Yukimura closed her book, then let out a sigh.Bookmark here

“Well, if you don’t mind my saying of things that might be slightly derogatory to this particular member of the human species, then sure, I’ll talk about Tsujimoto-san.”Bookmark here

“So I’m not a human, huh. And nice use of gerund there.”Bookmark here

“How do I put this nicely… I’m not very good with children.”Bookmark here

Oh, so that was her angle.Bookmark here

“I totally get it.”Bookmark here

“At the risk of making a blanket statement, kids are annoying. If there existed a reality show where kids were forced into giant beach balls and made to cry whilst they rolled around helplessly, I would watch it with great pleasure. I rewatch the clip of the younglings in Episode III daily. I dislike you. Naturally, this means I’m not good with dogs either, and therefore, the thought of Tsujimoto Mari does not spark joy.”Bookmark here

Oh, so that wasn’t her angle.Bookmark here

“You were a kid once—wait. Did you just compare Tsujimoto to a dog?”Bookmark here

It was an unfair comparison, since the Mari I knew was the furthest thing from a bitch.Bookmark here

“Yes, a dog. The innocence, constant worrying about me, the loyalty—and all because I returned her dropped handkerchief. Doglike, if I had to say, since childlike is an insult. Or ducklike. Like a very cute duckling who imprints on a cat.”Bookmark here

“Oh.”Bookmark here

For a self-proclaimed hater of children, Yukimura was rather childlike in her thought process.Bookmark here

A wave of relief washed over me.Bookmark here

I said, “Well, if that’s the case, I’m going to call Tsujimoto over.”Bookmark here

“No.”Bookmark here

A wave of sadness washed over me.Bookmark here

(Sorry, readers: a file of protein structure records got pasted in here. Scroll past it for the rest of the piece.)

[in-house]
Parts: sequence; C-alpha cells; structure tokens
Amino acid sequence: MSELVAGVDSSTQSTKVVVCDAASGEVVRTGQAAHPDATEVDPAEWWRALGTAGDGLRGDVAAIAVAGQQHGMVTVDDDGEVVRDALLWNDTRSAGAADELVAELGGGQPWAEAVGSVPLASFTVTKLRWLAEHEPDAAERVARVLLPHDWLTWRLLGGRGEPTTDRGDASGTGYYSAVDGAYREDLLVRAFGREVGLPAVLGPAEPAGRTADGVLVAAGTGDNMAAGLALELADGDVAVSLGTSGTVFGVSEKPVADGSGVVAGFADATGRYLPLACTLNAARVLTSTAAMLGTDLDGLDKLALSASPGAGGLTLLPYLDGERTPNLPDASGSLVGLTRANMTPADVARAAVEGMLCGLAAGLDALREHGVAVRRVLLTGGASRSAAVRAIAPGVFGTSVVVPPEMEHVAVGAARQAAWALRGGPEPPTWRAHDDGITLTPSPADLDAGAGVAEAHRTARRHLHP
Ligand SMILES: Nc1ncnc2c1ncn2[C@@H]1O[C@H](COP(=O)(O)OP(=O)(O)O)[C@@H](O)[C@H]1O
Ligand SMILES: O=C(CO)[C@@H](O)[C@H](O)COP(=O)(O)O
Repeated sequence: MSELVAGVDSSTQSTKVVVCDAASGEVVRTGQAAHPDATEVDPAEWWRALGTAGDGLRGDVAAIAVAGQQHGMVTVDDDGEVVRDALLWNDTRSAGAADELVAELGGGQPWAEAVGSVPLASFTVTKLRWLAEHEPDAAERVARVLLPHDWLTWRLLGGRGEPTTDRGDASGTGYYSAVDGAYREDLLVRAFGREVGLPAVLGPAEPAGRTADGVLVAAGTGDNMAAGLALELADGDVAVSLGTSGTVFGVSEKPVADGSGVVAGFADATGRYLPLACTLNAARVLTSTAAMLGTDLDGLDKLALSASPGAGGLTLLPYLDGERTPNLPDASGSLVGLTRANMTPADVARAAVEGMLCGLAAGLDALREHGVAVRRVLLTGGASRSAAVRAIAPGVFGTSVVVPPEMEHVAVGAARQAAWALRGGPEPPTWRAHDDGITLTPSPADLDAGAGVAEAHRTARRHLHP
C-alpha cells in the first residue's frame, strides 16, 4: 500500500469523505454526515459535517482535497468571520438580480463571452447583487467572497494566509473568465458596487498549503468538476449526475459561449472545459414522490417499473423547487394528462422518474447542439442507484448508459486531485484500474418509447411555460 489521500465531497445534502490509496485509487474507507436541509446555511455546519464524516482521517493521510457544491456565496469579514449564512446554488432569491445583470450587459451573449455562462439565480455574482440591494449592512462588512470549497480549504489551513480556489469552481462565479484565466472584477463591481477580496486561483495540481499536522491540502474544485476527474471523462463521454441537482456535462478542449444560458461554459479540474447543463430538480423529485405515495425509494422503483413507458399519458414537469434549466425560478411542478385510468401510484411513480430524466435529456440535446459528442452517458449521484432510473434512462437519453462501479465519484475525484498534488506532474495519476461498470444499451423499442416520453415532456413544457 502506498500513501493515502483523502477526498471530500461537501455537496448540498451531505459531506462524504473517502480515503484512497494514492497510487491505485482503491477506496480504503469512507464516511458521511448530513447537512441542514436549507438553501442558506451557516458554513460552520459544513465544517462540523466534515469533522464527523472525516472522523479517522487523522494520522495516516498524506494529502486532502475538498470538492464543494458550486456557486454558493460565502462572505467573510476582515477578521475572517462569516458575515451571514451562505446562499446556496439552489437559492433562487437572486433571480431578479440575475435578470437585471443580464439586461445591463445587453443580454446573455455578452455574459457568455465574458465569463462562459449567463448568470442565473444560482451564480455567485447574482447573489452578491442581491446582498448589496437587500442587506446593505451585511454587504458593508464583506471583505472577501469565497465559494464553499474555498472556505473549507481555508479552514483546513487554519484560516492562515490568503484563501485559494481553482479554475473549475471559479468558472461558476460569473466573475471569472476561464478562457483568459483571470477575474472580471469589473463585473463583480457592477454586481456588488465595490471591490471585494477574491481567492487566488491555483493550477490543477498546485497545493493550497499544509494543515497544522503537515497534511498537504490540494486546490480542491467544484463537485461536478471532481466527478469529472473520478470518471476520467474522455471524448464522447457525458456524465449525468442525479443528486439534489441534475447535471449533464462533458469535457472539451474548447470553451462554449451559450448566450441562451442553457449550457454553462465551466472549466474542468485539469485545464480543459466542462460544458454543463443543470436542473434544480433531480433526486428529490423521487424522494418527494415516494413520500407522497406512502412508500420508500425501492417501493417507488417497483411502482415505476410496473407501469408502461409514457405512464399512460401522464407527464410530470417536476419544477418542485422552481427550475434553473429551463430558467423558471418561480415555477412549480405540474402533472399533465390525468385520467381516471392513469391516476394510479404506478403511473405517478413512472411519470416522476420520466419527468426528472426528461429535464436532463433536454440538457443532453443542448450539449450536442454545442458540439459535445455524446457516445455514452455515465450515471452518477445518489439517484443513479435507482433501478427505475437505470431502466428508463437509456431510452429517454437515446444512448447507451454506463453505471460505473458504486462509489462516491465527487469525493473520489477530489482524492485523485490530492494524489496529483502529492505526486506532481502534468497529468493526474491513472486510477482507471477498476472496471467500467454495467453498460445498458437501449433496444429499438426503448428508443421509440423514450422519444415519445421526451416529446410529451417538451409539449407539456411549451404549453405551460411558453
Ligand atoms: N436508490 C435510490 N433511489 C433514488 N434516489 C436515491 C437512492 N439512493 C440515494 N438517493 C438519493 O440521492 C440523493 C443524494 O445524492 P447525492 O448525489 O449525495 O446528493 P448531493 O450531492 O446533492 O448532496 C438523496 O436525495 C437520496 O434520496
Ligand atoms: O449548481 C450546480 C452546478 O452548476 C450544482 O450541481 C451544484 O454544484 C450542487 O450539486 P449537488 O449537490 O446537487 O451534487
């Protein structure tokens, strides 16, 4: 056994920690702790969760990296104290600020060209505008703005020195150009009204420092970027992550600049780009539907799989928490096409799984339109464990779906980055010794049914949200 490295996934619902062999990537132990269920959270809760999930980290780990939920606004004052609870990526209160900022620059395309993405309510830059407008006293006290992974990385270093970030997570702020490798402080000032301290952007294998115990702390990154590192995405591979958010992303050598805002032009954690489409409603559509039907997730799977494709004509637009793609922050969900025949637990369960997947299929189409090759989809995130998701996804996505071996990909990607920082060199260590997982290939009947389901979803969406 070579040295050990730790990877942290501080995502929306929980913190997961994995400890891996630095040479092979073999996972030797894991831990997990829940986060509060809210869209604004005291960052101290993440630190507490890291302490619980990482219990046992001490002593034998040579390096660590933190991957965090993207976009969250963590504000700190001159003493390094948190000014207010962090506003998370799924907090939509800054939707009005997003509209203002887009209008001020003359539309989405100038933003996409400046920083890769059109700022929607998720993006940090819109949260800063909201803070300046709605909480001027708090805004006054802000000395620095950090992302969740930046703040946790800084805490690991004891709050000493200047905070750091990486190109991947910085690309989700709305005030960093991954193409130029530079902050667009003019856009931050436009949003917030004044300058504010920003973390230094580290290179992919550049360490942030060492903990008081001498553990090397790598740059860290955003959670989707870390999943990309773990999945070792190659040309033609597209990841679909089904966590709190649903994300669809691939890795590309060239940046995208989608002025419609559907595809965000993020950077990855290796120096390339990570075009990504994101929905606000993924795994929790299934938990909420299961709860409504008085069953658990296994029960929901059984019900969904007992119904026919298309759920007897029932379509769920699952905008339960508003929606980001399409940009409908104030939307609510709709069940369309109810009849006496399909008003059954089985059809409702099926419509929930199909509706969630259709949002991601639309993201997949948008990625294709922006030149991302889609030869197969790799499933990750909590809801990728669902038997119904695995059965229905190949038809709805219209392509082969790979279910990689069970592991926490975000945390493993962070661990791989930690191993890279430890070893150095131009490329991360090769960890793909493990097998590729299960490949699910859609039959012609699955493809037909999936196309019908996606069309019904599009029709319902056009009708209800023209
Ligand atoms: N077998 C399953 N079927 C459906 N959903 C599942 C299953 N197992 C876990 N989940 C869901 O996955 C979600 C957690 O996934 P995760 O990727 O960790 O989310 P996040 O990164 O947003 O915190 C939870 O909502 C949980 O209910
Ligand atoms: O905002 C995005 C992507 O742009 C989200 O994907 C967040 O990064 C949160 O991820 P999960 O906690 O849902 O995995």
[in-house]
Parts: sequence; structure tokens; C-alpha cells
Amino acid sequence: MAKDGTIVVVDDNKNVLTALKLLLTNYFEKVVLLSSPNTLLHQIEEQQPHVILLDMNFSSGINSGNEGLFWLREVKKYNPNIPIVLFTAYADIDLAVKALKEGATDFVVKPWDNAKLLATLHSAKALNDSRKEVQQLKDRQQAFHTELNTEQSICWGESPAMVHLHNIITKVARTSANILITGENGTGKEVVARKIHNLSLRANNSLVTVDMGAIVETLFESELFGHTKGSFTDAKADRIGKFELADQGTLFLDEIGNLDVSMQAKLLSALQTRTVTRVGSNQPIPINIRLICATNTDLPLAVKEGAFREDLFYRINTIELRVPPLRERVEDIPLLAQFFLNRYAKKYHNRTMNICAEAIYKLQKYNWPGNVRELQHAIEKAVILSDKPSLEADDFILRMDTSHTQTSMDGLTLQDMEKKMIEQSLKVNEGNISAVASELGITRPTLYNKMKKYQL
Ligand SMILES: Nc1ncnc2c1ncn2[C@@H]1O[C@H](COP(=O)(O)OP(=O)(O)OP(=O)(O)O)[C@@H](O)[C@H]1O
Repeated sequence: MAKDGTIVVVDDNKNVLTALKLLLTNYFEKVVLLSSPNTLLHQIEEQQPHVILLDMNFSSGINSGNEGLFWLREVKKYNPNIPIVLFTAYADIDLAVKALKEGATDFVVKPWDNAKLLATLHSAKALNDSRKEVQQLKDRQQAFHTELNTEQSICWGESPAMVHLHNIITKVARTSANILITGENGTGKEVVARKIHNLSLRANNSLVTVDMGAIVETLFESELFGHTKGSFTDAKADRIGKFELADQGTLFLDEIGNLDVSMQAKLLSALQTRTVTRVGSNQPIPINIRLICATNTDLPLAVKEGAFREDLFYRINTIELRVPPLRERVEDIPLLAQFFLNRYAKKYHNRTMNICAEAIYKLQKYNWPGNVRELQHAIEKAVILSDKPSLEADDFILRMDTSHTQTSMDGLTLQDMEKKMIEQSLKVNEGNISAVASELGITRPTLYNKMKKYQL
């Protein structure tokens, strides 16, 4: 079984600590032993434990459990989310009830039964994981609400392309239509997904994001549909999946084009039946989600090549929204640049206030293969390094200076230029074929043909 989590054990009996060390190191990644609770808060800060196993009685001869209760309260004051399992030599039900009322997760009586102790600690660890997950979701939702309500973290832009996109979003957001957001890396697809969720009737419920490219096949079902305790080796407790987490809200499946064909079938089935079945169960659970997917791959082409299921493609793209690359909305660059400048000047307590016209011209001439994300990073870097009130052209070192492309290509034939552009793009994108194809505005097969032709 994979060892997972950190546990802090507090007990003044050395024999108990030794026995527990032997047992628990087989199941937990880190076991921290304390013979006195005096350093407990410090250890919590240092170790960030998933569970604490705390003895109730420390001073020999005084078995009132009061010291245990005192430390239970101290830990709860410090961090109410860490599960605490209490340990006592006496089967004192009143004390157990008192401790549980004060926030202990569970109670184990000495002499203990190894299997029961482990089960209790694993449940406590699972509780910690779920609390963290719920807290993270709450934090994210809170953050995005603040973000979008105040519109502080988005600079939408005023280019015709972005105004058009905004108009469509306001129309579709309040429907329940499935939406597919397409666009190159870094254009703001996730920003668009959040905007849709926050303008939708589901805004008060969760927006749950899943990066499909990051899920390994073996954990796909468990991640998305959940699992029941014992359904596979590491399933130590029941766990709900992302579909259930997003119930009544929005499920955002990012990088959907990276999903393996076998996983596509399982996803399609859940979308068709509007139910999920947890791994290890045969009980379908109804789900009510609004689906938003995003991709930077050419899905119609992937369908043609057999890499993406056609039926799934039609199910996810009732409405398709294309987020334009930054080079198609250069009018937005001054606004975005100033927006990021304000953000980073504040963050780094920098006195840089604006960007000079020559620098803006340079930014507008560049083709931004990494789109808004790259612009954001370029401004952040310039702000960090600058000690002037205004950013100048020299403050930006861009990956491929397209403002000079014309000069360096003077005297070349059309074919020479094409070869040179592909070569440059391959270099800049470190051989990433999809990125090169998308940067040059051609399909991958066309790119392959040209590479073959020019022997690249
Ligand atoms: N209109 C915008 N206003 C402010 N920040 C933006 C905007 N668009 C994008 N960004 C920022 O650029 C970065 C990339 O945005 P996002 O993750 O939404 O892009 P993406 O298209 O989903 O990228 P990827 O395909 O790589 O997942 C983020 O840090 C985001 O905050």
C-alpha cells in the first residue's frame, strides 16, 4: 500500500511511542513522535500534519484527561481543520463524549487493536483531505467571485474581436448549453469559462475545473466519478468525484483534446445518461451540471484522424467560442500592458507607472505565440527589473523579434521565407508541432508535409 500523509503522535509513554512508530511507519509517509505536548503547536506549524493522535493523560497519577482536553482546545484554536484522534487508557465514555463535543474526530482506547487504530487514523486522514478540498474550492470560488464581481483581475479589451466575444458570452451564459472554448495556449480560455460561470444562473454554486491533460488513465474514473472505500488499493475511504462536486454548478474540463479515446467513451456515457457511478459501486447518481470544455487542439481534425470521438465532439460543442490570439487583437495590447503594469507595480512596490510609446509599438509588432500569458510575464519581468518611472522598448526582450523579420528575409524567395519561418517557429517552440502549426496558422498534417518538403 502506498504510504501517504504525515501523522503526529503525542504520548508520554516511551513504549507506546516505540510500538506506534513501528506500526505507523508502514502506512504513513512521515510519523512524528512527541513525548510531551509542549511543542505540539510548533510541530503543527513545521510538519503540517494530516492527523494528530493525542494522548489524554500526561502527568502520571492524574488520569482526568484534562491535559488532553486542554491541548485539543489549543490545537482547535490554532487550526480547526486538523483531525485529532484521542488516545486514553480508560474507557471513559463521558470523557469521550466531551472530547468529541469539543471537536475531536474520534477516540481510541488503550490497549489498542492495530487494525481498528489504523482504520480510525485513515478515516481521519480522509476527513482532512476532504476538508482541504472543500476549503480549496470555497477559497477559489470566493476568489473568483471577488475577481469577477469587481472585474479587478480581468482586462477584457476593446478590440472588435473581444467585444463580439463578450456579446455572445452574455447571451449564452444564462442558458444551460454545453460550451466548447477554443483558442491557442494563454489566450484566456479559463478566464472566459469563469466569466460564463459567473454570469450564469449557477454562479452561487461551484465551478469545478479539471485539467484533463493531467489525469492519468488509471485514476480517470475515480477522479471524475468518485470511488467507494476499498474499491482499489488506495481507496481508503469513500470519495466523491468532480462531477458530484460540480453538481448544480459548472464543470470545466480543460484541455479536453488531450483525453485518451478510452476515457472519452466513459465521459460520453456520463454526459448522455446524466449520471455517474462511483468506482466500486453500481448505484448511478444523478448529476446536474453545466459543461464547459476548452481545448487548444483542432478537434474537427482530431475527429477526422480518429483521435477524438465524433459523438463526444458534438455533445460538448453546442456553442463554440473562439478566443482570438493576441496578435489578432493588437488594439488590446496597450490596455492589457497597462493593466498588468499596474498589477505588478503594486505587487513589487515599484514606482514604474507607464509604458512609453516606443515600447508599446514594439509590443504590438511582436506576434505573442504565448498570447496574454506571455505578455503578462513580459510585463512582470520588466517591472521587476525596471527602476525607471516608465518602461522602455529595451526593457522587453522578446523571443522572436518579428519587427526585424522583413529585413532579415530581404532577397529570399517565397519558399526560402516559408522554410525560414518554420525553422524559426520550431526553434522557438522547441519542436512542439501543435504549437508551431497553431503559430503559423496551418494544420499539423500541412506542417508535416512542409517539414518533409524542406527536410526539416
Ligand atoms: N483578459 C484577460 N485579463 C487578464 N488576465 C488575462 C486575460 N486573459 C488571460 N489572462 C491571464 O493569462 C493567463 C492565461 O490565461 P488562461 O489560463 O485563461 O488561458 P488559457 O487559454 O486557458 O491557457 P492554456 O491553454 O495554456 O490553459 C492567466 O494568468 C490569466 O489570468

“Oh.”Bookmark here

So she wasn’t lying about the other part of her statement.Bookmark here

“If you didn’t want to be seen with me, why didn’t you just leave?”Bookmark here

“I don’t appreciate your use of past tense, You-kun. I do not want to be seen with you. I simply want to finish my book in a single sitting. However, since you’re clearly obsessed with diverting my attention from said book, I will now be taking my leave. Adieu!Bookmark here

“Bolded and underlined and italicised?!”Bookmark here

Swiftly packing her bag, Yukimura slung it over her shoulder and left me alone.Bookmark here

That’s probably how a normal person would have gone about it.Bookmark here

But as you can tell from her insistence on using ‘Omae-kun’ and ‘Baka-kun’, Yukimura didn’t burden herself with societal constructs… and also schoolbags. She didn’t have a schoolbag.Bookmark here

Instead, her copy of How to Classically Condition your Friends and Other Social Tricks disappeared into the confines of her school cardigan, just like a bad magic trick, and with an obvious bulge in her stomach she sauntered away from our table.Bookmark here

She stopped just a few paces away.Bookmark here

You-kun, I have club tomorrow, but I’m free on Wednesday. Text me your address so we won’t be seen in public.”Bookmark here

“Huh?”Bookmark here

I was dumbfounded.Bookmark here

After all, she still didn’t explain what people do in a Literature Club.Bookmark here

Once Yukimura had left the premises of the library, Mari—who had masked her observation of the Ice Queen expertly up to this point—walked over to the table I now sat at alone. Bouncing and bobbing.Bookmark here

Her hair, of course.Bookmark here

You can resume reading from this paragraph.